During a brief news conference Friday at a Johnstown, Pa., trade show for defense contractors, Murtha turned aside questions about the suspension of Kuchera, a family-run business that has supported him with $60,000 to his campaign and to his political action committee since 2002.

Over the past two years, Murtha has secured $14.7 million in congressionally directed funds known as “earmarks” for Kuchera to perform work for the military, a tiny slice of Murtha’s earmarks overall.

Asked about Kuchera’s troubles, Murtha said, “What’s that got to do with me? What do you think, I’m supposed to oversee these companies? That’s not my job. That’s the Defense Department’s job.”

Murtha is chairman of one of the most powerful panels in Congress, the House Appropriations Subcommittee on Defense, where he has been a member for over two decades. Visclosky is the third-ranking Democrat.

In remarks to defense contractors before the news conference, Murtha defended the much-maligned practice of congressional earmarking, saying that the money he directs pays for road and sewer improvements and improving water quality in the western Pennsylvania region. Murtha said the annual trade show helps promote economic development there.

At the Pentagon, Navy spokesman Lt. Clay Doss said the Navy suspended Kuchera Defense Systems on April 23 for “alleged fraud,” including “multiple incidents” of incorrect charges, along with allegations of defective pricing and ethical violations.

In a story May 17, the Pittsburgh Post-Gazette quoted a former Kuchera director of human resources as saying that the firm had moved employees to Kuchera Defense from another Kuchera entity, Kuchera Industries, in a personnel move that would have effectively raised the amount of overhead costs on Kuchera Defense’s government contracts, allowing the company to claim a higher reimbursement for its costs.

Regarding Murtha and PMA, in the last two years alone, the congressman has directed $78 million in earmarks to clients of PMA. A former staffer on Murtha’s subcommittee, Paul Magliocchetti, left Capitol Hill to start the lobbying firm in 1989, the same year Murtha became chairman of the subcommittee. A former chief of staff to Visclosky also went to work for PMA.

From 2005 through 2007, more than one out of every five dollars Murtha collected in campaign contributions came from PMA lobbyists or their clients — over a million dollars in all, according to Federal Election Commission records.

The annual defense contractors’ trade show in Johnstown, Pa., is in the heart of Murtha’s congressional district. This year, seven of the world’s largest defense contractors, who have been among the veteran Pennsylvania Democrat’s biggest campaign contributors over the years, helped bankroll the “Showcase for Commerce.”

In a 15-month span ending March 31, employees of the seven defense contractors sponsoring the Johnstown show this week put over $200,000 into Murtha’s campaign account. The seven are Lockheed Martin Corp., the Boeing Co., BAE Systems PLC, Northrop Grumman Corp., General Dynamics Corp., Raytheon Co. and DRS Technologies Inc.

Next Wednesday, Murtha has scheduled a fundraiser in a Washington, D.C., town house next door to Democratic Party headquarters.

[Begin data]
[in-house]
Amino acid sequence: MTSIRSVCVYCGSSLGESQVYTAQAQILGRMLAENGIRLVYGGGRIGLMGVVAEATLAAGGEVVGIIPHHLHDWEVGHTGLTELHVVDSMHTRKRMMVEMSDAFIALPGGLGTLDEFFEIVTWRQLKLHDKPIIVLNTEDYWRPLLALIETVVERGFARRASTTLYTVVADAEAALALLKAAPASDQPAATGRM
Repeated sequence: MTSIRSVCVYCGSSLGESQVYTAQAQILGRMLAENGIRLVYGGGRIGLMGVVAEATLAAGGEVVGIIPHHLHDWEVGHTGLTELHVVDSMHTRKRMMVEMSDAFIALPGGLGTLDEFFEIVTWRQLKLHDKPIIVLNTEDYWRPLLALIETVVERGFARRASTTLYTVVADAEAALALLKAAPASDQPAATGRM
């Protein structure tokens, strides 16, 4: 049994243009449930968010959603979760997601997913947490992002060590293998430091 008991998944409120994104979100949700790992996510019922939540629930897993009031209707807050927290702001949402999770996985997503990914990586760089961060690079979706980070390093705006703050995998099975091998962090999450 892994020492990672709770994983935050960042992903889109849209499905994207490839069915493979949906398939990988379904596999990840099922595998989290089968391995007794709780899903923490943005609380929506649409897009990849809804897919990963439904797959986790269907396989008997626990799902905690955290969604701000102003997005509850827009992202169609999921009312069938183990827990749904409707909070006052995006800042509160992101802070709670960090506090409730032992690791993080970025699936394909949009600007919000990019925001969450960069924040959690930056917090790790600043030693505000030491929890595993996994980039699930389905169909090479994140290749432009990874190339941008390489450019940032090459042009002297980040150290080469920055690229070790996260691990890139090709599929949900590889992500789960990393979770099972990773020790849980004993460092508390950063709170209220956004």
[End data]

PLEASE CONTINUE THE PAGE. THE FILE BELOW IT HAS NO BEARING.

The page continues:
Murtha hasn’t had a close re-election race in decades, routinely getting nearly 70 percent of the vote.

Last year, he stumbled and had to publicly apologize for saying his home base of western Pennsylvania is racist in talking about Barack Obama’s prospects for winning the state, which Obama was able to do. A deluge of campaign contributions from defense contractors and congressional Democrats rescued Murtha in time for election day.

The “Showcase for Commerce” has helped cement a partnership of major defense contractors and Johnstown-area firms, including Kuchera.

For example, in 2007 Murtha announced that Kuchera Defense Systems had been awarded a $100 million, 10-year contract by Raytheon Missile Systems to build circuit boards for the U.S. Air Force.

On Thursday, Anne Marie Squeo, a spokeswoman for Raytheon, said the company is complying with federal acquisition regulations, which allow a suspended firm to complete work on an existing project but bar it from being awarded new government work or any expansions of existing projects.

On Thursday night, Dennis McGlynn, an attorney representing Kuchera, said that the company was appealing the Navy suspension and that “we hope to have it lifted after we have an opportunity to present our reply.”

In the wake of the suspension, the government placed the company and its two owners, Ron and Bill Kuchera, on the General Services Administration’s Excluded Parties List System, a step that can be a virtual death sentence for a federal contractor in terms of continuing to do business with the government.

The Navy has awarded Kuchera Defense Systems over $30 million in contracts since 2003, according to databases compiling government contract data. The Army has awarded nearly $15 million in contracts to Kuchera since 1995, and the Air Force nearly $5 million since 2005. The Air Force contracts are in addition to the subcontracting work that Kuchera is doing for Raytheon.

___

Dan Nephin reported from Johnstown, Pa.

 

 

Business and_Finance
Defense contractor with ties to Murtha suspendedLink to Original:  http://www.examiner.com/printa-2041242~Defense_contractor_with_ties_to_Murtha_suspended.html

 

(AP Photo/Gene J. Puskar)
Rep. John Murtha, D-Pa., center, answers a reporter’s question about Kuchera Defense Systems Inc., after attending a breakfast at the “Showcase for Commerce” trade show in Johnstown, Pa., Friday, May 29, 2009. Kuchera, a Pennsylvania defense contractor who got millions of dollars in congressional earmarks from Rep. John Murtha, has been blocked from doing business with the Navy amid allegations of fraud.

By PETE YOST and DAN NEPHIN, The Associated Press
2009-05-29 18:58:15.0
Current rank: # 2,167 of 3,463